Comment: Re:Changing the voltage supply req. HW access, rig (Score 1) 173

by gibson_81 (#31368902) Attached to: Researchers Find Way To Zap RSA Algorithm

If, on the other hand, you can guess the private crypto keys out of a DRMed PMP just by clipping a 15 dollar device from some shady mod-chip vendor to the recharging port and waiting a few days, heads will roll. There are a lot of devices these days that are designed to keep keys secret from the owners of the hardware. Particularly for common ones, voltage attack devices might well become fairly common advanced hobbyist and/or grey market items...

Worth noticing is that the 100 hours mentioned in TFS was on a 81-box cluster. They estimated it to be about a year on a 2.4GHz CPU. Of course, for the purposes of cracking DRM keys, it is not unreasonable to imagine a distributed network cooperating.

More interesting, in my opinion, was that it has 50% chance to guess the key in O(n * log n) time, and their example needed only 650 faulty messages (extrapolating from a 12% single-bit-error rate, it should work with a bit over 5000 total messages generated).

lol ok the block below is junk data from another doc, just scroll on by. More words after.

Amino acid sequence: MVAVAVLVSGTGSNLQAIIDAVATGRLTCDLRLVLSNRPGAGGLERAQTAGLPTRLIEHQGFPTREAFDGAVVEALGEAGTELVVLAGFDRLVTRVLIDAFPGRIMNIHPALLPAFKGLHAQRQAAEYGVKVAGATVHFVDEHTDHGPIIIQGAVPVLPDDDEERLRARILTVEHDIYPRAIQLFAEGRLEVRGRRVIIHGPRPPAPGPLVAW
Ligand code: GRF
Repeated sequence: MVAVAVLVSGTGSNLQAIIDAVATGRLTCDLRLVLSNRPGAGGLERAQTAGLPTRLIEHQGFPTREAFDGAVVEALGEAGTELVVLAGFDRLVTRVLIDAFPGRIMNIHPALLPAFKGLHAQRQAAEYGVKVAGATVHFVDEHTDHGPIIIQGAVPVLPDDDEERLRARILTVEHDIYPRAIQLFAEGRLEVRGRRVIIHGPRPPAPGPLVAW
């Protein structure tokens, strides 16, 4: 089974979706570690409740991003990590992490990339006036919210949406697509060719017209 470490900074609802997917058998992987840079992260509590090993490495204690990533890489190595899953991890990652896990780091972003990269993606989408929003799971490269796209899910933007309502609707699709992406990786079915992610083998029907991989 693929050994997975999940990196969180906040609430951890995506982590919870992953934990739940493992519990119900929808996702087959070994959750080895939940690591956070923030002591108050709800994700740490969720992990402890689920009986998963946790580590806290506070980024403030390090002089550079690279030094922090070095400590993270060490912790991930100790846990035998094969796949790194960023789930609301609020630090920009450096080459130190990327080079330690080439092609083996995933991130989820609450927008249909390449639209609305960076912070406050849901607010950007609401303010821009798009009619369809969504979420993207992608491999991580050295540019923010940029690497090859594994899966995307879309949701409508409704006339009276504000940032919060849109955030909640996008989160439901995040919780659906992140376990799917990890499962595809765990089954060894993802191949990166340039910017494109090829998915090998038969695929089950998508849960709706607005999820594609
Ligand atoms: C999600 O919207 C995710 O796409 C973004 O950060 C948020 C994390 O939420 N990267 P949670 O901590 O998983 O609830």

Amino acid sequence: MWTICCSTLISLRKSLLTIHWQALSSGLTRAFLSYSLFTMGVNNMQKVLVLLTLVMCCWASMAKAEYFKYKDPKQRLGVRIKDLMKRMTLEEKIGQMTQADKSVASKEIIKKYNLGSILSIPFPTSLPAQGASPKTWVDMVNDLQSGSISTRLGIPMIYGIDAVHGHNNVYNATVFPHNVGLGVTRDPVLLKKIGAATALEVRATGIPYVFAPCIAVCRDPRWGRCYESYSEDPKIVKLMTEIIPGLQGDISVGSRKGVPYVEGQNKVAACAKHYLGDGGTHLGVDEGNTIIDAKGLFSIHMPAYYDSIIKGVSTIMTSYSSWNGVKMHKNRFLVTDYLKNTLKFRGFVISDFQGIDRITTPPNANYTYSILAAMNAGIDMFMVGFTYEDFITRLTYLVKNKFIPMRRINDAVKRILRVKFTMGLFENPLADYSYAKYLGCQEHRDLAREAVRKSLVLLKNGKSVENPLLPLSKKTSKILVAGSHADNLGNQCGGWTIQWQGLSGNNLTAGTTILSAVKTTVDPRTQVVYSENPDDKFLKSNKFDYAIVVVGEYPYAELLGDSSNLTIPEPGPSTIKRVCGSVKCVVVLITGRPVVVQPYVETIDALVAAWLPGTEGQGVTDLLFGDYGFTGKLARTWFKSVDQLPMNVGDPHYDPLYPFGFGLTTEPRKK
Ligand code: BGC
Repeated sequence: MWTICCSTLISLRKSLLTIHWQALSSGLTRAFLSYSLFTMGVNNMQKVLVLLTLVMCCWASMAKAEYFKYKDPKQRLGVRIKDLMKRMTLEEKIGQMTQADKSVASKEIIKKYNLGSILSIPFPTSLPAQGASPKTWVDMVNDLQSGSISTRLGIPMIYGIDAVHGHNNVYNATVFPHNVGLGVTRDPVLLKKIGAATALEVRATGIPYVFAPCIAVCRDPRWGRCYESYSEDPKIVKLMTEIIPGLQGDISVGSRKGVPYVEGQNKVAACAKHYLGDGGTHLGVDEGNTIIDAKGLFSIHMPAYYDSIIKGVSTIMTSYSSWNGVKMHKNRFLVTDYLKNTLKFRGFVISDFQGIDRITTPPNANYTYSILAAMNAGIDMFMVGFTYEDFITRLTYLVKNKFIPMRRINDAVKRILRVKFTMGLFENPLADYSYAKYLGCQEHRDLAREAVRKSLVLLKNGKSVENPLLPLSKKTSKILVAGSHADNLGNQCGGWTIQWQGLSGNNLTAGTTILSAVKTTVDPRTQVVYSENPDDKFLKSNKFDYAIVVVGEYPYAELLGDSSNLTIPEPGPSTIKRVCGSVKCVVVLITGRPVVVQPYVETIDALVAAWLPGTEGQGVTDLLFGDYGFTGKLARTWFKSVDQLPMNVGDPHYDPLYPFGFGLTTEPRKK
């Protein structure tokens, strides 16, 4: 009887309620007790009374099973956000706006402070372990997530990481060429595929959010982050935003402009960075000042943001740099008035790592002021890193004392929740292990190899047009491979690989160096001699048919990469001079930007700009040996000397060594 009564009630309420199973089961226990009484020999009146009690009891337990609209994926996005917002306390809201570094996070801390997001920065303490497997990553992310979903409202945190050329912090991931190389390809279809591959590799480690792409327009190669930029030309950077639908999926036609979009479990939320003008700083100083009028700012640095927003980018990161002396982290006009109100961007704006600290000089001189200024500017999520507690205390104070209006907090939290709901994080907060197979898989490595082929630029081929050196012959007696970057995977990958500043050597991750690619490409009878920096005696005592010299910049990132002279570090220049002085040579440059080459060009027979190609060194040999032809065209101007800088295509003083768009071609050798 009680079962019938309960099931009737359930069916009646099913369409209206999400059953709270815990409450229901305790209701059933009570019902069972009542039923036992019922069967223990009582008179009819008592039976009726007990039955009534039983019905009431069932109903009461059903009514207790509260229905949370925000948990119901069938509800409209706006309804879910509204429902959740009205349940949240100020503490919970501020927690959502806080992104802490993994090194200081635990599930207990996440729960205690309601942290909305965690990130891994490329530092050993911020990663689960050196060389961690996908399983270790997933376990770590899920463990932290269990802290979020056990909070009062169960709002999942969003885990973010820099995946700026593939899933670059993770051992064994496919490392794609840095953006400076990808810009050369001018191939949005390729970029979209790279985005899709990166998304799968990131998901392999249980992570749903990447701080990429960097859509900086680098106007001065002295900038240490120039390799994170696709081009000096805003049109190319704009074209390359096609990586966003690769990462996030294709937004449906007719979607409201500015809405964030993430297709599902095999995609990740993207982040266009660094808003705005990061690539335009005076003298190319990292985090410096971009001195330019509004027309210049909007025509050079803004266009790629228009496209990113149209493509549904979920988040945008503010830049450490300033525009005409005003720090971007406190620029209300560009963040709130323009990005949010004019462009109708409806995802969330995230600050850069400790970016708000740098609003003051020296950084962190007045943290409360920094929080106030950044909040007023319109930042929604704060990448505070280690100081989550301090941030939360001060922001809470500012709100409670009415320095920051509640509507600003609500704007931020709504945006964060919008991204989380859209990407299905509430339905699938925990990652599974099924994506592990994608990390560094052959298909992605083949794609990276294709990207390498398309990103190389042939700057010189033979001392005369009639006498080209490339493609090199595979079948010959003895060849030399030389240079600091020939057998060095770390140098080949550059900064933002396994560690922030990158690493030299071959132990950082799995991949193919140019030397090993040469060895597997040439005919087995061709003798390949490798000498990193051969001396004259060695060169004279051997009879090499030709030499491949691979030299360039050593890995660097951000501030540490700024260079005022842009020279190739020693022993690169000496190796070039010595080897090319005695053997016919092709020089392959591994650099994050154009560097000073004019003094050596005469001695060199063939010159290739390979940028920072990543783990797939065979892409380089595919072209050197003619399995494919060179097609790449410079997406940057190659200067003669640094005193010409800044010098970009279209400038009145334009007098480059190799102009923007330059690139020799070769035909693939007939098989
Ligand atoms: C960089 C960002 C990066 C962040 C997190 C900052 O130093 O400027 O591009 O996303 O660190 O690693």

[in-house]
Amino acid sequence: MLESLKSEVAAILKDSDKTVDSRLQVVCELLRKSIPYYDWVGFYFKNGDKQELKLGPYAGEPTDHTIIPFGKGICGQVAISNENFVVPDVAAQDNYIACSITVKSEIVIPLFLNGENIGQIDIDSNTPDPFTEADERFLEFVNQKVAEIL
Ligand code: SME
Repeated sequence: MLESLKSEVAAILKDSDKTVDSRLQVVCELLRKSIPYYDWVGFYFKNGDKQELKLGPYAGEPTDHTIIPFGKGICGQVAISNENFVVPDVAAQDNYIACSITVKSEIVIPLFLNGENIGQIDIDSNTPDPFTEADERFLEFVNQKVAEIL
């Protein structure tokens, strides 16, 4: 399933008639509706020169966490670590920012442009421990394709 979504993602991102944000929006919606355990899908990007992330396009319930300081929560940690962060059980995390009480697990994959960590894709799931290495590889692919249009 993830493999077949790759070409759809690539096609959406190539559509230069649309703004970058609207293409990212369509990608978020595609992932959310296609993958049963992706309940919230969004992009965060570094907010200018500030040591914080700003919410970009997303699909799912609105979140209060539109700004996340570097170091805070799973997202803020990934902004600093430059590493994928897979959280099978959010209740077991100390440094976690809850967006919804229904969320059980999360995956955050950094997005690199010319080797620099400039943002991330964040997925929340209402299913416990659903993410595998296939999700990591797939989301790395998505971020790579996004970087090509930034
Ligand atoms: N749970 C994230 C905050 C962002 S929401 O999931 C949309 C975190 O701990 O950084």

Comment: What a shocker (Score 1) 231

by gibson_81 (#31285652) Attached to: IBM Claims Breakthrough Energy-Efficient Algorithm

From TFS:
"reduces the computational complexity[...]by two orders of magnitude[...]
Additionally, the process used just one percent of the energy that would typically be required"
Well, duh, what's so shocking about a computation taking 1% of the time previously needed now only takes 1% of the energy as well?

"People should have access to the data which you have about them. There should be a process for them to challenge any inaccuracies." -- Arthur Miller